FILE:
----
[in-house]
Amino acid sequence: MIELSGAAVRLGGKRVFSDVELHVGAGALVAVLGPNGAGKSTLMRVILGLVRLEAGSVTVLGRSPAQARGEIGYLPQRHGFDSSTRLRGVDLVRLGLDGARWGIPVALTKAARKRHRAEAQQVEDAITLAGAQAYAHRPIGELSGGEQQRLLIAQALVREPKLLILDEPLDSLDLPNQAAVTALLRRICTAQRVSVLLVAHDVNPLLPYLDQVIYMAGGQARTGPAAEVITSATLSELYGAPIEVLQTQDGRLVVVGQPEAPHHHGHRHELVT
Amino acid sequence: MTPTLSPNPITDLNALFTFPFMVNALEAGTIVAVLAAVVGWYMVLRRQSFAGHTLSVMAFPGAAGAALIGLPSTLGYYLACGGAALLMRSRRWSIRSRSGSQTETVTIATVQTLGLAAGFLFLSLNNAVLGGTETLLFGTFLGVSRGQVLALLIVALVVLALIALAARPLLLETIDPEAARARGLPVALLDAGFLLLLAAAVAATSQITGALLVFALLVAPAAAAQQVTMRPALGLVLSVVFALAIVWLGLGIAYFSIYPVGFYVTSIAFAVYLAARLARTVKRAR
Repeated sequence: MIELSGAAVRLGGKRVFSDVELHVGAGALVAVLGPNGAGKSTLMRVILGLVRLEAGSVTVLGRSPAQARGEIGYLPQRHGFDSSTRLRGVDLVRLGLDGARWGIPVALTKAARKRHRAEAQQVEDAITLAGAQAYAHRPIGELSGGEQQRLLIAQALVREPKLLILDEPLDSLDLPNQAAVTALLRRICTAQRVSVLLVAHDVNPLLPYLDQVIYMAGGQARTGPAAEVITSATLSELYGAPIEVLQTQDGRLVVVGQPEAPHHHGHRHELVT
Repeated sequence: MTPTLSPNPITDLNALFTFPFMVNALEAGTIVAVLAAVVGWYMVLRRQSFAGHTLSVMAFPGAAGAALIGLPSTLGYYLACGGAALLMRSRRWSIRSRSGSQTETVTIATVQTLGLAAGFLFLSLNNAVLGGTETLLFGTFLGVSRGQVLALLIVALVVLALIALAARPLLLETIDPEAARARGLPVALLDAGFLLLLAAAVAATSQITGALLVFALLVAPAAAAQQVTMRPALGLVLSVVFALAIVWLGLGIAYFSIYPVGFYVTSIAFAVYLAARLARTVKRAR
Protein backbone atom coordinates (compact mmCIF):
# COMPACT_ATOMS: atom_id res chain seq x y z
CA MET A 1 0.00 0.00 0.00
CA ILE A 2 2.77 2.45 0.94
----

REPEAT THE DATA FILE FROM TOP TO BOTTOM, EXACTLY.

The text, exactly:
[in-house]
Amino acid sequence: MIELSGAAVRLGGKRVFSDVELHVGAGALVAVLGPNGAGKSTLMRVILGLVRLEAGSVTVLGRSPAQARGEIGYLPQRHGFDSSTRLRGVDLVRLGLDGARWGIPVALTKAARKRHRAEAQQVEDAITLAGAQAYAHRPIGELSGGEQQRLLIAQALVREPKLLILDEPLDSLDLPNQAAVTALLRRICTAQRVSVLLVAHDVNPLLPYLDQVIYMAGGQARTGPAAEVITSATLSELYGAPIEVLQTQDGRLVVVGQPEAPHHHGHRHELVT
Amino acid sequence: MTPTLSPNPITDLNALFTFPFMVNALEAGTIVAVLAAVVGWYMVLRRQSFAGHTLSVMAFPGAAGAALIGLPSTLGYYLACGGAALLMRSRRWSIRSRSGSQTETVTIATVQTLGLAAGFLFLSLNNAVLGGTETLLFGTFLGVSRGQVLALLIVALVVLALIALAARPLLLETIDPEAARARGLPVALLDAGFLLLLAAAVAATSQITGALLVFALLVAPAAAAQQVTMRPALGLVLSVVFALAIVWLGLGIAYFSIYPVGFYVTSIAFAVYLAARLARTVKRAR
Repeated sequence: MIELSGAAVRLGGKRVFSDVELHVGAGALVAVLGPNGAGKSTLMRVILGLVRLEAGSVTVLGRSPAQARGEIGYLPQRHGFDSSTRLRGVDLVRLGLDGARWGIPVALTKAARKRHRAEAQQVEDAITLAGAQAYAHRPIGELSGGEQQRLLIAQALVREPKLLILDEPLDSLDLPNQAAVTALLRRICTAQRVSVLLVAHDVNPLLPYLDQVIYMAGGQARTGPAAEVITSATLSELYGAPIEVLQTQDGRLVVVGQPEAPHHHGHRHELVT
Repeated sequence: MTPTLSPNPITDLNALFTFPFMVNALEAGTIVAVLAAVVGWYMVLRRQSFAGHTLSVMAFPGAAGAALIGLPSTLGYYLACGGAALLMRSRRWSIRSRSGSQTETVTIATVQTLGLAAGFLFLSLNNAVLGGTETLLFGTFLGVSRGQVLALLIVALVVLALIALAARPLLLETIDPEAARARGLPVALLDAGFLLLLAAAVAATSQITGALLVFALLVAPAAAAQQVTMRPALGLVLSVVFALAIVWLGLGIAYFSIYPVGFYVTSIAFAVYLAARLARTVKRAR
Protein backbone atom coordinates (compact mmCIF):
# COMPACT_ATOMS: atom_id res chain seq x y z
CA MET A 1 0.00 0.00 0.00
CA ILE A 2 2.77 2.45 0.94